Global domestic- what is it, and why is it on the rise?
Do you know the term “global domestic” and why it’s a big deal in the relocation world? Client Relations Manager Rachel Ostovich breaks down this important trend.
Complete transcript: “Hi, I’m Rachel Ostovich, Client Relations Manager at Plus Relocation Services. Today I’m going to be talking about the term global domestic: what is it and why is it on the rise?
In a globalized and increasingly mobile world, global mobility managers have been asked to absorb in-country relocation programs that may require a different approach. So the term global domestic refers to domestic relocation programs in multiple countries across the globe. Global domestic programs are on the rise for many reasons. Workers everywhere are becoming more mobile and companies are expanding internationally. Perhaps your company just acquired a firm in India that requires that you absorb their intra-country relocation program. Or maybe your multinational is expanding in China to various tier 2 and tier 3 cities. There requires a program that can support the relocation in between those cities.
The rise of centralized relocation programs that maintain a regional focus is a growing trend in the relocation industry. These programs are centralized for compliancy reasons and to maintain a certain level of equity and consistency across the company but they’re also regionalized to allow for local nuance and flexibility. A program in India may extend benefits to the employee’s parents to reflect the local norms. A program in China may offer slim down benefits but additional support for that employee to deal with the challenges of local city registrations and deregistrations.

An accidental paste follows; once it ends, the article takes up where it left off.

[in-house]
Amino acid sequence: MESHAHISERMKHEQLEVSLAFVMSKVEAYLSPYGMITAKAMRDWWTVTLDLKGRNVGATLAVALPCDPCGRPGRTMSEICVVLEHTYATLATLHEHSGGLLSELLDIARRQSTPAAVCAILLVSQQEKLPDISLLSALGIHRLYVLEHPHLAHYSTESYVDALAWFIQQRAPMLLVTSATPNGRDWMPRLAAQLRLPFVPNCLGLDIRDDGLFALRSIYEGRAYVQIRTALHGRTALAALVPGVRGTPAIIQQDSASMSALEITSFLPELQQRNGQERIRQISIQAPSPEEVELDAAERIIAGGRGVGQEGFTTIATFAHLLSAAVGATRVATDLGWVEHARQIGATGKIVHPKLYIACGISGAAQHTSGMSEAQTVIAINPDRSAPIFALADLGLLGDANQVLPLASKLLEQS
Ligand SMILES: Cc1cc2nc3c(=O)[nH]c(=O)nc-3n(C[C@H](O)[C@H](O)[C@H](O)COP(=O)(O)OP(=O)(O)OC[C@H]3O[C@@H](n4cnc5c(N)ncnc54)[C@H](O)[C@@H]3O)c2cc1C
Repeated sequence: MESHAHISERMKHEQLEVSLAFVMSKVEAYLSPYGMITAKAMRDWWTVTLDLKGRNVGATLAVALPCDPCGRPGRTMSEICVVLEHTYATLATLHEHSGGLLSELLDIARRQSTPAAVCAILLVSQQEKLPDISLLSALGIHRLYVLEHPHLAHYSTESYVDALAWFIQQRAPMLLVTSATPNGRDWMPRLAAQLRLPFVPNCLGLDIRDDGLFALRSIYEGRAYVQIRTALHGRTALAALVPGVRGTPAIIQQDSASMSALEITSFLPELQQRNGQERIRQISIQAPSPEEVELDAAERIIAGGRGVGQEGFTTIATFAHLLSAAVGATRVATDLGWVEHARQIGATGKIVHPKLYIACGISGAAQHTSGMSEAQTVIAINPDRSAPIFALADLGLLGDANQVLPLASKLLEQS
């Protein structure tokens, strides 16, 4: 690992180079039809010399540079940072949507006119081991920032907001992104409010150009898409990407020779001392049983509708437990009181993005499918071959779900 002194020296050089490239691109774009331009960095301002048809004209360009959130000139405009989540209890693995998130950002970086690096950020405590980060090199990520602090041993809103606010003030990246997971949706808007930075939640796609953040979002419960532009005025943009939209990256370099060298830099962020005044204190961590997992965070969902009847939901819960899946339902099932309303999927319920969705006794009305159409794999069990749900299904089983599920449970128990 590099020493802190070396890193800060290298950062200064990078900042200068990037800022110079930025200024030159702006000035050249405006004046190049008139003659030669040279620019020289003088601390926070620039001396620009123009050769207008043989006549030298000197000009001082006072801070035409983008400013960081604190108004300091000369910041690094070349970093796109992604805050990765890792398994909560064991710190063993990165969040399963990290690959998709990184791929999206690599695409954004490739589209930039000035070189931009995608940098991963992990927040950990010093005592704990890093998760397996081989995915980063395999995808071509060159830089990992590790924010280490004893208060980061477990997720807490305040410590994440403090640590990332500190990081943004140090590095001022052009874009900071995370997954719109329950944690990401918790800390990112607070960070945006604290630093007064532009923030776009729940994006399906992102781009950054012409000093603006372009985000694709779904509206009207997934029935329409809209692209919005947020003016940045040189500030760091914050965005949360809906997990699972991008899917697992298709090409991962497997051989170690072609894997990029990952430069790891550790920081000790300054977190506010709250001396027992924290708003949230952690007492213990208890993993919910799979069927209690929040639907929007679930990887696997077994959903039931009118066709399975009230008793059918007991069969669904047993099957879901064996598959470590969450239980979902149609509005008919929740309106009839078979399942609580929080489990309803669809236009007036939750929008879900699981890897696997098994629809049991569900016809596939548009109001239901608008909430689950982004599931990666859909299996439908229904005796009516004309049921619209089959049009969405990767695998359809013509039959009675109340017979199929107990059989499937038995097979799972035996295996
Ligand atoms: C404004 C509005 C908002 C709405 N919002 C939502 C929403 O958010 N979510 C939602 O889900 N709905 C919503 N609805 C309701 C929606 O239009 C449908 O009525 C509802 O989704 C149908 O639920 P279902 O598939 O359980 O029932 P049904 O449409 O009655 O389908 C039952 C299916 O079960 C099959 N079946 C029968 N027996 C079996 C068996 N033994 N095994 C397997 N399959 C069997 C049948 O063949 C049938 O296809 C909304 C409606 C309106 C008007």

Finding the balance of centralization and regionalization that works for your company is a real challenge but doing so will allow you to reap the rewards of added oversight while securing the support of your local HR teams in-country. In-country domestic relocations are ever increasing, particularly in China, Canada, India, and Brazil. And with ongoing initiatives to incorporate these programs into the reporting and the oversight of global mobility the term global domestic is one you’ll likely hear for sometime.”